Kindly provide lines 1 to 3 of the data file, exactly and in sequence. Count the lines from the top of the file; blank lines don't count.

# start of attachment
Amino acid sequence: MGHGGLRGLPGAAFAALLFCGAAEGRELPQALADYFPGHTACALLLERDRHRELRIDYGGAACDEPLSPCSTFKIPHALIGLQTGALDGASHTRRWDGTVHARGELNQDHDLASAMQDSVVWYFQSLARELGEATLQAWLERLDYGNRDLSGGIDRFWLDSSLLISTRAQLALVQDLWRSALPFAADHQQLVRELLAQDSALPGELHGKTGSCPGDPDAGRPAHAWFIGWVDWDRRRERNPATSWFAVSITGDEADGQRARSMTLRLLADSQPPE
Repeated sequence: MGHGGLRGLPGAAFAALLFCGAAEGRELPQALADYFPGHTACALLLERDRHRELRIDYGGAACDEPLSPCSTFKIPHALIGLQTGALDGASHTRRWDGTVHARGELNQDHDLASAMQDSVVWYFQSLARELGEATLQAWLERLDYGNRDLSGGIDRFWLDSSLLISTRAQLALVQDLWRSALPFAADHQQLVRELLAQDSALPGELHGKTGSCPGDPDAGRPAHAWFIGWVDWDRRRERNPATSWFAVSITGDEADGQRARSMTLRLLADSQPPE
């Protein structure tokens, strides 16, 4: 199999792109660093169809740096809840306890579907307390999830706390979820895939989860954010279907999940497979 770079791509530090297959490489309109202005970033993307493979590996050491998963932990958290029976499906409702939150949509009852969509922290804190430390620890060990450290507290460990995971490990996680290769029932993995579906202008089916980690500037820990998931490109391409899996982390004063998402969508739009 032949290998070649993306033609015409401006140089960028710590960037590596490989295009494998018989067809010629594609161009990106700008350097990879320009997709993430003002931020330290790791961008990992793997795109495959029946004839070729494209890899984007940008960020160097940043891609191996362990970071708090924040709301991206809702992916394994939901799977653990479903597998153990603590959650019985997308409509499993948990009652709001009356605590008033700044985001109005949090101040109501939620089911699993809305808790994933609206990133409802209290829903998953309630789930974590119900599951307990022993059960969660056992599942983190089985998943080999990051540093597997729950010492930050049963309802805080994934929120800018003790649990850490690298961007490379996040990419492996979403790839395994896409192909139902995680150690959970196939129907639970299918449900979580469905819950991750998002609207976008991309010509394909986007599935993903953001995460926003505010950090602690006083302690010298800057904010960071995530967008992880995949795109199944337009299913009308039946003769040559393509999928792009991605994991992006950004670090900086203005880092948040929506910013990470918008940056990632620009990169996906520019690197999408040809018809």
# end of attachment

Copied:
Amino acid sequence: MGHGGLRGLPGAAFAALLFCGAAEGRELPQALADYFPGHTACALLLERDRHRELRIDYGGAACDEPLSPCSTFKIPHALIGLQTGALDGASHTRRWDGTVHARGELNQDHDLASAMQDSVVWYFQSLARELGEATLQAWLERLDYGNRDLSGGIDRFWLDSSLLISTRAQLALVQDLWRSALPFAADHQQLVRELLAQDSALPGELHGKTGSCPGDPDAGRPAHAWFIGWVDWDRRRERNPATSWFAVSITGDEADGQRARSMTLRLLADSQPPE
Repeated sequence: MGHGGLRGLPGAAFAALLFCGAAEGRELPQALADYFPGHTACALLLERDRHRELRIDYGGAACDEPLSPCSTFKIPHALIGLQTGALDGASHTRRWDGTVHARGELNQDHDLASAMQDSVVWYFQSLARELGEATLQAWLERLDYGNRDLSGGIDRFWLDSSLLISTRAQLALVQDLWRSALPFAADHQQLVRELLAQDSALPGELHGKTGSCPGDPDAGRPAHAWFIGWVDWDRRRERNPATSWFAVSITGDEADGQRARSMTLRLLADSQPPE
């Protein structure tokens, strides 16, 4: 199999792109660093169809740096809840306890579907307390999830706390979820895939989860954010279907999940497979 770079791509530090297959490489309109202005970033993307493979590996050491998963932990958290029976499906409702939150949509009852969509922290804190430390620890060990450290507290460990995971490990996680290769029932993995579906202008089916980690500037820990998931490109391409899996982390004063998402969508739009 032949290998070649993306033609015409401006140089960028710590960037590596490989295009494998018989067809010629594609161009990106700008350097990879320009997709993430003002931020330290790791961008990992793997795109495959029946004839070729494209890899984007940008960020160097940043891609191996362990970071708090924040709301991206809702992916394994939901799977653990479903597998153990603590959650019985997308409509499993948990009652709001009356605590008033700044985001109005949090101040109501939620089911699993809305808790994933609206990133409802209290829903998953309630789930974590119900599951307990022993059960969660056992599942983190089985998943080999990051540093597997729950010492930050049963309802805080994934929120800018003790649990850490690298961007490379996040990419492996979403790839395994896409192909139902995680150690959970196939129907639970299918449900979580469905819950991750998002609207976008991309010509394909986007599935993903953001995460926003505010950090602690006083302690010298800057904010960071995530967008992880995949795109199944337009299913009308039946003769040559393509999928792009991605994991992006950004670090900086203005880092948040929506910013990470918008940056990632620009990169996906520019690197999408040809018809």